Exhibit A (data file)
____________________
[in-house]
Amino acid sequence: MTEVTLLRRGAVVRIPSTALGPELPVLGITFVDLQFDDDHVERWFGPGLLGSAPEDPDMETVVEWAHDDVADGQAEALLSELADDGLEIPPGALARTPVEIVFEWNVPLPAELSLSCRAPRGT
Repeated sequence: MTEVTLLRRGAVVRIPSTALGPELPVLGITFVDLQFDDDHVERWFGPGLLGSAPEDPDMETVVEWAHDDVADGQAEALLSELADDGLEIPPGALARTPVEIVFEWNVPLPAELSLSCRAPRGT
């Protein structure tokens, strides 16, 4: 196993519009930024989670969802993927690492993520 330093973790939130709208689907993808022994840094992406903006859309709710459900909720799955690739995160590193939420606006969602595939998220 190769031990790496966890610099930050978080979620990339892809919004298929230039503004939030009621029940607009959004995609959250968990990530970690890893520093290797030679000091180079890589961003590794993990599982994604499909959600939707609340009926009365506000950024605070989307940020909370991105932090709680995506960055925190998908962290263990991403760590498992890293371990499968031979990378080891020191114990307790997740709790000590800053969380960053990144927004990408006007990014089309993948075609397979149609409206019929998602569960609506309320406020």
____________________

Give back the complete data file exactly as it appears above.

[in-house]
Amino acid sequence: MTEVTLLRRGAVVRIPSTALGPELPVLGITFVDLQFDDDHVERWFGPGLLGSAPEDPDMETVVEWAHDDVADGQAEALLSELADDGLEIPPGALARTPVEIVFEWNVPLPAELSLSCRAPRGT
Repeated sequence: MTEVTLLRRGAVVRIPSTALGPELPVLGITFVDLQFDDDHVERWFGPGLLGSAPEDPDMETVVEWAHDDVADGQAEALLSELADDGLEIPPGALARTPVEIVFEWNVPLPAELSLSCRAPRGT
């Protein structure tokens, strides 16, 4: 196993519009930024989670969802993927690492993520 330093973790939130709208689907993808022994840094992406903006859309709710459900909720799955690739995160590193939420606006969602595939998220 190769031990790496966890610099930050978080979620990339892809919004298929230039503004939030009621029940607009959004995609959250968990990530970690890893520093290797030679000091180079890589961003590794993990599982994604499909959600939707609340009926009365506000950024605070989307940020909370991105932090709680995506960055925190998908962290263990991403760590498992890293371990499968031979990378080891020191114990307790997740709790000590800053969380960053990144927004990408006007990014089309993948075609397979149609409206019929998602569960609506309320406020």